Then-Senator Barack Obama took a cigarette break during his first “educational” meeting with Obamacare architect Jonathan Gruber on health care reform.
The Daily Caller extensively reported on Obama’s 2009 Oval Office meeting with Gruber to design the Obamacare bill. Obama famously called Gruber, who called the American people “stupid,” just “some adviser who was never on our staff.” But their relationship pre-dated that meeting by several years. (RELATED: Obama, Gruber Worked Together To Deceive)
As Gruber faces a call-back from the House Oversight and Government Reform Committee in the new year, and continues to withhold documents about his work for Obama, records show that Gruber served as Obama’s early health care mentor in a 2006 meeting in Obama’s Senate office. Gruber, who was linked to the Ted Kennedy-led health reform push in Massachusetts, got Obama up to speed before the Illinois senator ran for president.
“So the first time was in, I don’t know exactly. You know, if I knew at the time how important it would be, I would have written down the date. It is like late 2006 maybe,” Gruber said in an extensive PBS Frontline interview in 2012. “It was right before he announced he was running. So maybe it was earlier than that, maybe spring 2006, right before he — when people sort of knew he was thinking about it but he hadn’t announced yet. I went down, basically did a tutorial for him on what we had done in Massachusetts and how it would work and basically thinking about expanding it to the national stage.”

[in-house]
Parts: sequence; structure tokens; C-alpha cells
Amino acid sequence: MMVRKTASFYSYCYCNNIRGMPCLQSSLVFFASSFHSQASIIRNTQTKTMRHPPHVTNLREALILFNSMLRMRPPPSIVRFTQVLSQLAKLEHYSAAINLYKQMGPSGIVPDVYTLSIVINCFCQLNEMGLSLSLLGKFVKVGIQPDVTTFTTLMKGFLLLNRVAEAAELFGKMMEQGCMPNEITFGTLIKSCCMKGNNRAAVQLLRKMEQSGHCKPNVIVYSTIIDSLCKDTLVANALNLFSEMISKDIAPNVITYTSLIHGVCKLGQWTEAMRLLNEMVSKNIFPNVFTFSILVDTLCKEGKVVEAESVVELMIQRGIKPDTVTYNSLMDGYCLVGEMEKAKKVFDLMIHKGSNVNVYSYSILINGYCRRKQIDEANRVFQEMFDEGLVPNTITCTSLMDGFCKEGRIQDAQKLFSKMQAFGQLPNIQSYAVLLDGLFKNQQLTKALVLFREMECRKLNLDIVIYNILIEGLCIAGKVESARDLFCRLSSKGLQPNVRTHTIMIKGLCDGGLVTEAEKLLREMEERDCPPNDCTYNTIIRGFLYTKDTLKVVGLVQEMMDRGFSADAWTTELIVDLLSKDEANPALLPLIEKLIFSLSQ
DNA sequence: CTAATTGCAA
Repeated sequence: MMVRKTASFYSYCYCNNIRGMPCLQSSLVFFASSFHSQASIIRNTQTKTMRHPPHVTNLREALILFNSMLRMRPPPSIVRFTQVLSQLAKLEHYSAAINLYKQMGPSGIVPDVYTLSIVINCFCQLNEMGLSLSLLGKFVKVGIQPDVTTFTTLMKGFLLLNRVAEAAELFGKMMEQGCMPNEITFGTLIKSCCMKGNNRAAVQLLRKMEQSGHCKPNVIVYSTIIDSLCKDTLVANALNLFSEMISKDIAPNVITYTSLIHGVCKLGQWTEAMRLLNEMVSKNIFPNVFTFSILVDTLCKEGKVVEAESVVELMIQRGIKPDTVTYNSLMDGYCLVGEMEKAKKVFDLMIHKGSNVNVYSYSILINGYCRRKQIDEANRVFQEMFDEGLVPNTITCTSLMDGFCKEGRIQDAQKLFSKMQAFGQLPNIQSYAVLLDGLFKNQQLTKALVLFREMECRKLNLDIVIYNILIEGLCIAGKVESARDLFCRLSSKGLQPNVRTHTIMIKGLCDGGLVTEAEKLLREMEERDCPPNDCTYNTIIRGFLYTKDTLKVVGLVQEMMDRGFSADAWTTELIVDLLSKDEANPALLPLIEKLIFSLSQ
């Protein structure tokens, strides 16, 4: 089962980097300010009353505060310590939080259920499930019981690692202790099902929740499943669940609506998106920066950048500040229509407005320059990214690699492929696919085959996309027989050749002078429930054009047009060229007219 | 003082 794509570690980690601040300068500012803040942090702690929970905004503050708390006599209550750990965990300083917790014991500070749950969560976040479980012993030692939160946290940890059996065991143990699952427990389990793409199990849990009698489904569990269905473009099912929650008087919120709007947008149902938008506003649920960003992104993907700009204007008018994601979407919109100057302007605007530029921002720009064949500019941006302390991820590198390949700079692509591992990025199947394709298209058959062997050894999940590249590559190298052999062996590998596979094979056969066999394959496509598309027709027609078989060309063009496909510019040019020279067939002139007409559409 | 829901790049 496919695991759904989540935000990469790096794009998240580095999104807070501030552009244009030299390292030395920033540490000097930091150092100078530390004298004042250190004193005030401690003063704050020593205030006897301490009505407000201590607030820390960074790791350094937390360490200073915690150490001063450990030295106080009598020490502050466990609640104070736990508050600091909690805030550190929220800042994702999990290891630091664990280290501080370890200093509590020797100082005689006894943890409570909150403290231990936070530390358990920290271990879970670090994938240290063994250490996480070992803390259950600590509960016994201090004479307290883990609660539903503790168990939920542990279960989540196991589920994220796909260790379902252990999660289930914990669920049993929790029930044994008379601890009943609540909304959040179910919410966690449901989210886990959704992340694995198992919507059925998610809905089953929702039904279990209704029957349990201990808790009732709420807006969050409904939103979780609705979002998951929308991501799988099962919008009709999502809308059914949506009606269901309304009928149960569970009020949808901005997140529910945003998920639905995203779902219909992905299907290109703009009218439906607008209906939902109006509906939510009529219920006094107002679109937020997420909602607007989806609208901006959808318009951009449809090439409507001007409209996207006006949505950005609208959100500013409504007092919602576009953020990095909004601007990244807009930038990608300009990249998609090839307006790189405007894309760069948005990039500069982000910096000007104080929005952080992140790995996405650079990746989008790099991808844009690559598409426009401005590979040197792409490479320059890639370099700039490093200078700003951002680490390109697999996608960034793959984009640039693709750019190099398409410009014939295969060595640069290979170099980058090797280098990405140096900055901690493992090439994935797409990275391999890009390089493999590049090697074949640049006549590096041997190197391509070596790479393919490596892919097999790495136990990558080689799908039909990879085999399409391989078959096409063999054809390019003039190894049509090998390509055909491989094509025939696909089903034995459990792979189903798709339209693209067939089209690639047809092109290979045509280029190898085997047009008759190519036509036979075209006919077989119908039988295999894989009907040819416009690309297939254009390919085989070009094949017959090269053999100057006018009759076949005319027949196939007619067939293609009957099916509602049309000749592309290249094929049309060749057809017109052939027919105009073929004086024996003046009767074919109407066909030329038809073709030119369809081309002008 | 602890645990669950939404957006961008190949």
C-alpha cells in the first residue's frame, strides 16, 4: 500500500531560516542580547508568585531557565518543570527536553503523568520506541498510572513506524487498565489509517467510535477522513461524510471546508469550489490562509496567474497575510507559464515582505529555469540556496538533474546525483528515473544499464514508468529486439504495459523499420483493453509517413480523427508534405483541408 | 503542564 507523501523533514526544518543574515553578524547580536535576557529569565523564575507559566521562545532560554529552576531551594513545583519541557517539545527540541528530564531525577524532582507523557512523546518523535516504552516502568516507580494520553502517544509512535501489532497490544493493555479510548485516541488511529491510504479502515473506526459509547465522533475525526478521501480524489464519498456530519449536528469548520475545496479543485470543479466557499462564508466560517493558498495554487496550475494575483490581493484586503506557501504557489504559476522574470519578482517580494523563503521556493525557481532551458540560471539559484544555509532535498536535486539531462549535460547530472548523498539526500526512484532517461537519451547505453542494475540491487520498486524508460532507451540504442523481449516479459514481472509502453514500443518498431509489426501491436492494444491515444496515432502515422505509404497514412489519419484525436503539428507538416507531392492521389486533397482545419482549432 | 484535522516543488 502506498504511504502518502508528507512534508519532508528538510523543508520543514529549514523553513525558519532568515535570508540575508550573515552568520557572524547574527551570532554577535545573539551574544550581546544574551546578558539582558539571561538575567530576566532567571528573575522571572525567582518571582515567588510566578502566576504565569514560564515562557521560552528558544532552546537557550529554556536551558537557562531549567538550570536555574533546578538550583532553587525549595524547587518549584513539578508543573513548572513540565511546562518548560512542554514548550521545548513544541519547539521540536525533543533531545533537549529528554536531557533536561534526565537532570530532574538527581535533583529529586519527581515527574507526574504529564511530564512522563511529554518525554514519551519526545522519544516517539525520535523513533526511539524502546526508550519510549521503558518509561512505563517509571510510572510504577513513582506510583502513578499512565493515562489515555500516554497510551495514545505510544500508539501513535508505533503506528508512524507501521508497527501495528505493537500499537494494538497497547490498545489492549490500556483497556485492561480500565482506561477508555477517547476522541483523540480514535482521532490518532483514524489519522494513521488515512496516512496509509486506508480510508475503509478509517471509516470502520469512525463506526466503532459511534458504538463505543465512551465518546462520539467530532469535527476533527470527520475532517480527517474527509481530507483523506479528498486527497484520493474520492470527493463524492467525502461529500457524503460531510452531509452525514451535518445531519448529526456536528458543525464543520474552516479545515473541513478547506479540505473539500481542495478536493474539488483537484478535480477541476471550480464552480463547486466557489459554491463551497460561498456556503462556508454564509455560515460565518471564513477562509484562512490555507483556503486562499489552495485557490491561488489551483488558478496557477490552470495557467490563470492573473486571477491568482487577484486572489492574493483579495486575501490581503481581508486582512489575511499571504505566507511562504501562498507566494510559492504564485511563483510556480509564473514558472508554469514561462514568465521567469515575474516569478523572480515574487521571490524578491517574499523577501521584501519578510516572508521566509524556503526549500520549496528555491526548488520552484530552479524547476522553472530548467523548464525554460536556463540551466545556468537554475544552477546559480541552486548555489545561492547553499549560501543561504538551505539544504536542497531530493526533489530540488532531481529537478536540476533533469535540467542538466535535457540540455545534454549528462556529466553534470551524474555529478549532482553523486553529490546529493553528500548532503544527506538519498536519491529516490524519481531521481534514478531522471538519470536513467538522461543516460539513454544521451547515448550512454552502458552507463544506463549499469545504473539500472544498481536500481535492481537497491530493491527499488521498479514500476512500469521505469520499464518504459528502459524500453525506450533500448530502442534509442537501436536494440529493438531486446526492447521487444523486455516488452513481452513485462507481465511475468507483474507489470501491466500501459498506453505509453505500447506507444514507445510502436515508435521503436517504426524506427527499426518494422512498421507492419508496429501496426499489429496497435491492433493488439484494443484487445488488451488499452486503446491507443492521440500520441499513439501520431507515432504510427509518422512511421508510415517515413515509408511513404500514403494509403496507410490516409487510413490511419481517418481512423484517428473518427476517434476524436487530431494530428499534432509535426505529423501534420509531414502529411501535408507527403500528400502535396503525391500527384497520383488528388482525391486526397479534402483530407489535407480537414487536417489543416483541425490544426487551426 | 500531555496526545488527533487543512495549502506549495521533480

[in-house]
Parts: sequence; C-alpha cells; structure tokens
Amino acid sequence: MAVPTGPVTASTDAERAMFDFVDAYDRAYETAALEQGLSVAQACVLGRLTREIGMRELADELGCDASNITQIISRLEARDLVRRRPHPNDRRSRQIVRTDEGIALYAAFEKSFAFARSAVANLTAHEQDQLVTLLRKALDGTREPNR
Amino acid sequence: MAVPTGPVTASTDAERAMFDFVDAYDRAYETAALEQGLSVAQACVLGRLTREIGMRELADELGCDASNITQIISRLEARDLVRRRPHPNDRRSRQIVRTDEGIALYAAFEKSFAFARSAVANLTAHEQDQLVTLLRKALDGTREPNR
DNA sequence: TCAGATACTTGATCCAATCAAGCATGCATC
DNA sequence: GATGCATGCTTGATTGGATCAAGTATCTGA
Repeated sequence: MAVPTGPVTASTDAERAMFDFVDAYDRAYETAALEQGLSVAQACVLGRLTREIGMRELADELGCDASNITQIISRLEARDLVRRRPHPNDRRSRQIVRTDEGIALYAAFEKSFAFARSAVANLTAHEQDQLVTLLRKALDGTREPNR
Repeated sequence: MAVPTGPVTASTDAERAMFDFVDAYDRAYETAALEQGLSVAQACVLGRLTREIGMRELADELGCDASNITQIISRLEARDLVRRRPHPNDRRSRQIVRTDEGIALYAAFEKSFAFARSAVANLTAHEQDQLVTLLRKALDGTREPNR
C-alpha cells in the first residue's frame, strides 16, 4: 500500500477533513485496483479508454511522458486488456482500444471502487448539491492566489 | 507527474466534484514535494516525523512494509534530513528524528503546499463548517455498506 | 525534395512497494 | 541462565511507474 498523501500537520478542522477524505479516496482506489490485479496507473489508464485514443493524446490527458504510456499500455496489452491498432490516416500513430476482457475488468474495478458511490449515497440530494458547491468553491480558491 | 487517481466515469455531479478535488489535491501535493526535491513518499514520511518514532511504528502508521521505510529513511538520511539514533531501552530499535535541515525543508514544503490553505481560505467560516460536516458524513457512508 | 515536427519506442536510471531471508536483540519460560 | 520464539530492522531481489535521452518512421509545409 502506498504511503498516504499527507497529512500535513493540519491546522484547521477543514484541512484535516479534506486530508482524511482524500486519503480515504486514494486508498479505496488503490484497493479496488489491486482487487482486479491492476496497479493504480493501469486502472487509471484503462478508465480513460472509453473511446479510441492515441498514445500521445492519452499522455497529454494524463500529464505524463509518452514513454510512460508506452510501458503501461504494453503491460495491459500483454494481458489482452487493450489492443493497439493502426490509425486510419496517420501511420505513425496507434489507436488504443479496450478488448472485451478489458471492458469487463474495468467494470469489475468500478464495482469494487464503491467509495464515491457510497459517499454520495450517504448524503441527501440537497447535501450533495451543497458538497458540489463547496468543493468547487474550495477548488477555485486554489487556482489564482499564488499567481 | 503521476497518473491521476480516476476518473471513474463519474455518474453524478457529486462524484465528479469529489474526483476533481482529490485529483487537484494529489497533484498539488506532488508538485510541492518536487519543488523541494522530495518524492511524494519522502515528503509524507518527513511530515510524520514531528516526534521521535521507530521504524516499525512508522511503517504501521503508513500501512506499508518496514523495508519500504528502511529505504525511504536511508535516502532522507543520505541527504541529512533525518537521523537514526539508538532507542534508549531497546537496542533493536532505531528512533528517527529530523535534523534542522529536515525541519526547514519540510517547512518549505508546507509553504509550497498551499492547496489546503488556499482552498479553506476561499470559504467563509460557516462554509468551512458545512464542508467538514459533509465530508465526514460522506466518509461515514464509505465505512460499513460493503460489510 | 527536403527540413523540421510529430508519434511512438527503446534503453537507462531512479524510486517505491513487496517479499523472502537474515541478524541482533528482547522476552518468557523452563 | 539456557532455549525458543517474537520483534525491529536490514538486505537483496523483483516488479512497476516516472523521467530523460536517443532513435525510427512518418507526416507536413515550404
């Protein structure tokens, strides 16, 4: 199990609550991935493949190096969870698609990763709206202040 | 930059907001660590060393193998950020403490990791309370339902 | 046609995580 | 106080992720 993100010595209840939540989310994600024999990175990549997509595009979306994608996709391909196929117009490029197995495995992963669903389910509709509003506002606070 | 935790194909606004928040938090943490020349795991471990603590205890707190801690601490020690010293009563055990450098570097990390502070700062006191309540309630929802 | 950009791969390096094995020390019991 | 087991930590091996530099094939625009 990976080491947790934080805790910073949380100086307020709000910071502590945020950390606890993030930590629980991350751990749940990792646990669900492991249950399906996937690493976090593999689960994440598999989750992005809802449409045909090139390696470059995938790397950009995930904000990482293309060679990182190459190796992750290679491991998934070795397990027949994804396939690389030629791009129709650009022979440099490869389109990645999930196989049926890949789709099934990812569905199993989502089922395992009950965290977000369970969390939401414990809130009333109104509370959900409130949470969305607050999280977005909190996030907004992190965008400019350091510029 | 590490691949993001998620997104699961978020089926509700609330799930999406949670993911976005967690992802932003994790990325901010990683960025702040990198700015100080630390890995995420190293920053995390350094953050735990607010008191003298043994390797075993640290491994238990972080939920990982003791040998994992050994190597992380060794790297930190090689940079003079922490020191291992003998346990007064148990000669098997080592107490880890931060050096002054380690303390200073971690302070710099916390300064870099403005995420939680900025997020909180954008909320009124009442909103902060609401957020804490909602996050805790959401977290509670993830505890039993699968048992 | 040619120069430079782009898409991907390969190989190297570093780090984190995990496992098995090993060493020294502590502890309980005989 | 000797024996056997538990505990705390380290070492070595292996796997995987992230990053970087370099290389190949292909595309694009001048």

“This was in his Senate offices,” Gruber confirmed.
“He was very interested. It was really just an information session. He was really interested in learning. He clearly was not interested in little incremental things. He wanted to be bold. That was clear. He said, ‘Look, I want to do big changes.’…Obama, it was purely a sort of educational meeting. He was not the expert on health care that, say, Hillary Clinton was. He was there to learn.”
“And I just felt a more relaxed around — Obama was a little more relaxed,” Gruber said. “I think he took a cigarette break halfway through. That is back when he was smoking a lot. He would check his BlackBerry occasionally. He was just kind of casual, interested in learning, very humble. Obama is very humble.”
“And yeah, he was a super-quick study. He really understood it. Very good in terms of — if I was saying something he already knew, he could cut me off without seeming rude, you know, kind of like, ‘Yeah, I know that,’ but not in the kind of ‘Shut up,’ very kind of like: ‘OK, I know that. Now what about this?’ I mean, very much kind of debating, interested but absorbing and not trying to act like he knew more than he knew, and just really interested in learning.”
Gruber also discussed Obama’s major policy flip-flop: campaigning against an individual mandate, and then changing his mind after getting elected. Gruber credited himself as the adviser that got Obama to change course.
“Whereas Obama, who was opposed to the mandate in the election — I mean, Hillary [Clinton] adopted it. And in the election — in the campaign, to be fair, I was a Hillary supporter, not an Obama supporter, because I liked Hillary’s plan better because I believed in the mandate. Hillary had the mandate in her plan; Obama did not. He was explicitly opposed to it. He actually criticized her for it.”
“Then he gets elected. And to his credit he gets a lot of people, including myself, telling him, ‘Look, you cannot make this work without the mandate.” And he says, ‘OK, let’s do the mandate.’ And his advisers say, ‘This might not be the right thing to do.’ And he says: ‘You know, this is what the experts are telling me needs to be done. Let’s make this happen.’ And so Ted Kennedy, who had been opposed to it, he came into that side. Obama came to that side because they saw it working. And ultimately that is what pragmatism is. You see what works, and you do it. …”
Senator Obama said in a 2006 speech captured on video that he had begun stealing ideas “liberally” from Gruber.